The exchange of views will be followed by apolicy debate on the review of the EU Sustainable Development Strategy. Member states were invited to submit a written response to the 3 questions which have been tabled at all Councils, which the UK has done. The Minister will contribute to the debate by stating that education has a role to play in ensuring economic prosperity and social inclusion, but that it is important that we achieve these aims through the existing Lisbon agenda.
(i) on the Communication on modernising Higher Education which has just been issued and;
(ii) on the European Credit Transfer System for Vocational Training (ECVET).
The reform proposals reflect an agreement that has been reached following several months of negotiations with union and employer representatives. The key reform objectives of long-term affordability and sustainability have been achieved whilst ensuring that the TPS will continue to be an important and valuable element of the total remuneration package for teachers and lecturers. I am committed to the teaching profession continuing to be an attractive career choice with increasingly flexible career paths. Recruitment, retention and motivation will all be supported by a modernised TPS that will provide scheme members with greater choice and flexibility over the ways in which they can plan and save for their retirement.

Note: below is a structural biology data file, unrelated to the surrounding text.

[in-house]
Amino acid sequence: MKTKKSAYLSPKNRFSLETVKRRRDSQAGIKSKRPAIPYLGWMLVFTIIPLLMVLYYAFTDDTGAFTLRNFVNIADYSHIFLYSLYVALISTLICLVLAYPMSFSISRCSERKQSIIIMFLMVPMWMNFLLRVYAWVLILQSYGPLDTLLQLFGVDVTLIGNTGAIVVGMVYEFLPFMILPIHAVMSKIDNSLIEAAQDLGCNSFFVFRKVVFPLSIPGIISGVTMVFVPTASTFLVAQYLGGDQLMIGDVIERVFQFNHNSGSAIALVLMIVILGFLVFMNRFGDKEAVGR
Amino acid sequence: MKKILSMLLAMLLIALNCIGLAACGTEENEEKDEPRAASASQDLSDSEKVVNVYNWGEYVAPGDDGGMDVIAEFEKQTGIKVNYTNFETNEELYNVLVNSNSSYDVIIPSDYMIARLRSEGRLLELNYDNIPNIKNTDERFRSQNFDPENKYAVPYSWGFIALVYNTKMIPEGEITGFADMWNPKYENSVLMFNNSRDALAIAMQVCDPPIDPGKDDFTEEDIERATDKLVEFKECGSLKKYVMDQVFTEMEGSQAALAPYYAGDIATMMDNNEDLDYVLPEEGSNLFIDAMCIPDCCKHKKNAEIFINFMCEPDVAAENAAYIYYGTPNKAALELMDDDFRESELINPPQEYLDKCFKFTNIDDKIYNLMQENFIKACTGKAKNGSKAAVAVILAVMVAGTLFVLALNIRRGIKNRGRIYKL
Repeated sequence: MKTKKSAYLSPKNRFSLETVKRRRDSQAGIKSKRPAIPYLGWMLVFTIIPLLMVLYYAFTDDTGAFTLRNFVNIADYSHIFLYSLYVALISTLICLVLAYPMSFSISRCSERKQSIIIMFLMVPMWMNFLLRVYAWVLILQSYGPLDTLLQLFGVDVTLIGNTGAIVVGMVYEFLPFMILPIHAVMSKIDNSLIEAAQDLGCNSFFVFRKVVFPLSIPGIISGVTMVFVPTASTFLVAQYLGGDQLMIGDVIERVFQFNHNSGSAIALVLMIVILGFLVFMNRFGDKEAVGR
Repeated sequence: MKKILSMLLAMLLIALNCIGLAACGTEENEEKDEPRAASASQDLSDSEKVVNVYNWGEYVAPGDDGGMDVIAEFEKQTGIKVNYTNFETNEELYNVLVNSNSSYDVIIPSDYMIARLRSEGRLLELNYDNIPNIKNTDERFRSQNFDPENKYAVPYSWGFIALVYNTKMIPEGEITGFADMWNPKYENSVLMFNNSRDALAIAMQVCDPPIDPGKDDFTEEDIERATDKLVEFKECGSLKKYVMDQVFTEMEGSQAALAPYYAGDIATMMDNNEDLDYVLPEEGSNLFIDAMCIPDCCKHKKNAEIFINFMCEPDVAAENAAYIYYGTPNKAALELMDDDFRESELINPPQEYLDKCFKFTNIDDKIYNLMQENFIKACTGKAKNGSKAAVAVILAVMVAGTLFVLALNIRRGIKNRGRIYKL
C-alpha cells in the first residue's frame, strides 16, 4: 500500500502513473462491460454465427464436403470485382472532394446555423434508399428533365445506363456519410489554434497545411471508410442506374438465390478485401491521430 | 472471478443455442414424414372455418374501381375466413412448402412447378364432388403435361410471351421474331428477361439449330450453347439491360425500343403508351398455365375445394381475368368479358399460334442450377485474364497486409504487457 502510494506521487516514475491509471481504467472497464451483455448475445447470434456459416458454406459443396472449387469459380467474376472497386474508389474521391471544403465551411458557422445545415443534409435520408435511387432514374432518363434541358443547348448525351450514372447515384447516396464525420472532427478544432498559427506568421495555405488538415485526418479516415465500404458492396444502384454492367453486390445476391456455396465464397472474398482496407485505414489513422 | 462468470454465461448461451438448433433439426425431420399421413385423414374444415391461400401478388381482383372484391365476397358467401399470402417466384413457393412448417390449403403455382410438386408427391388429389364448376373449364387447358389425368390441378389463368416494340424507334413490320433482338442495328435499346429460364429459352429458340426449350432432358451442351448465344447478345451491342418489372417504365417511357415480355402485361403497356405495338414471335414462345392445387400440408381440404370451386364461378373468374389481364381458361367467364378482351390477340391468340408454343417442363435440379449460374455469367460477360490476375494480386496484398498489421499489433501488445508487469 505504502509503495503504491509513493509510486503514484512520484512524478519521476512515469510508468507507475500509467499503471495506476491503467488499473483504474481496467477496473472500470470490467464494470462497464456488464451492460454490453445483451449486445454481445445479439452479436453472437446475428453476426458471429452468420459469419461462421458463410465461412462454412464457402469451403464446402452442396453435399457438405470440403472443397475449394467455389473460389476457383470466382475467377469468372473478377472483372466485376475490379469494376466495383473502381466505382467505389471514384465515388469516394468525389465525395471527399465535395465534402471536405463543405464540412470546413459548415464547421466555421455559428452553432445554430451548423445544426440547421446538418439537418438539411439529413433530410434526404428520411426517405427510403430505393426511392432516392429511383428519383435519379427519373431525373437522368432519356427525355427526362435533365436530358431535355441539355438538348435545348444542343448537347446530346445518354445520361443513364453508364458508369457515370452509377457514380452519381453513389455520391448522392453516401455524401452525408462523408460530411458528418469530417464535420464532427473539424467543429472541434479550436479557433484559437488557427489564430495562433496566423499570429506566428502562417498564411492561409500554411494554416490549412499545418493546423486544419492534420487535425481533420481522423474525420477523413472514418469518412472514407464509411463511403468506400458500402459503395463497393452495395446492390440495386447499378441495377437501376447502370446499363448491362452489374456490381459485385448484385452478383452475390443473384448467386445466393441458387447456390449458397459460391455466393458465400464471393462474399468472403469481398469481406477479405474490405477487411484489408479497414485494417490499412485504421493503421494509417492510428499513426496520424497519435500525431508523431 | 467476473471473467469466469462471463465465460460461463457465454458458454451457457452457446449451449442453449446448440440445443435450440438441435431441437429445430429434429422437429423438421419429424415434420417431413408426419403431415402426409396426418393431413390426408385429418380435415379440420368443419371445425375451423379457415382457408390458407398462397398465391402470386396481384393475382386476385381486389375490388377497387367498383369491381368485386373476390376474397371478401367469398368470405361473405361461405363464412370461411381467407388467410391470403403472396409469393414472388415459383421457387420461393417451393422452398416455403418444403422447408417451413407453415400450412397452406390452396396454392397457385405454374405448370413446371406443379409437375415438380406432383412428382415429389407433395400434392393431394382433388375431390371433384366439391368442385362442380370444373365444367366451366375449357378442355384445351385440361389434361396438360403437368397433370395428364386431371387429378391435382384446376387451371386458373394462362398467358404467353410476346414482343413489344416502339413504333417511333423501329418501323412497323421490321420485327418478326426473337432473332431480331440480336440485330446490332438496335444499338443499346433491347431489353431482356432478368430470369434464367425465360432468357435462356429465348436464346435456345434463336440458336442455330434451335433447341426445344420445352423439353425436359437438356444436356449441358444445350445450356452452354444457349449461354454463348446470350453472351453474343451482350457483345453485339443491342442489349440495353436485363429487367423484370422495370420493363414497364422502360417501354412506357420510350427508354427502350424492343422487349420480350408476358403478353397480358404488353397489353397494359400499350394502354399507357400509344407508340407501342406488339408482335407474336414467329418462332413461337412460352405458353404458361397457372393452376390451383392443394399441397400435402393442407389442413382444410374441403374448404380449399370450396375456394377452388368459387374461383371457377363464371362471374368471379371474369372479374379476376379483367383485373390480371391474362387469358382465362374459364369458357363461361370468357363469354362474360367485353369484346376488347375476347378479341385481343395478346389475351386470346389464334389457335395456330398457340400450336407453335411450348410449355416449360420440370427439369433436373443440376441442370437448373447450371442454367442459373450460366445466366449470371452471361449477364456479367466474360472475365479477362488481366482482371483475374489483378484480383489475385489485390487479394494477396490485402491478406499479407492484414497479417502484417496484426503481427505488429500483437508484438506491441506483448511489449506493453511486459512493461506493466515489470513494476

Tough decisions have had to be taken to ensure that the teachers and lecturers of todayand those that will join the profession in future yearscan continue to enjoy the benefits of a high-quality, defined benefit occupational pension scheme. I am, therefore, extremely grateful for the positive and constructive approach taken by all parties during the detailed and complex negotiations that have resulted in an agreement on a comprehensive package of reforms to the TPS.
The reform proposals will reduce by £5.4 billion the long-term costs of the TPS over the next 50 years. This is in line with the agreement reached in October 2005 between Government and the TUC on the framework for the reform of the pension schemes covering teaching, the Civil Service and the NHS. These savings will be delivered through the introduction of a pension age of 65 for new entrants from 1 January 2007; changes to the benefit structure for both existing members and new entrants; and an increase from 6 per cent. to 6.4 per cent. in the contribution rate paid by all members of the TPS.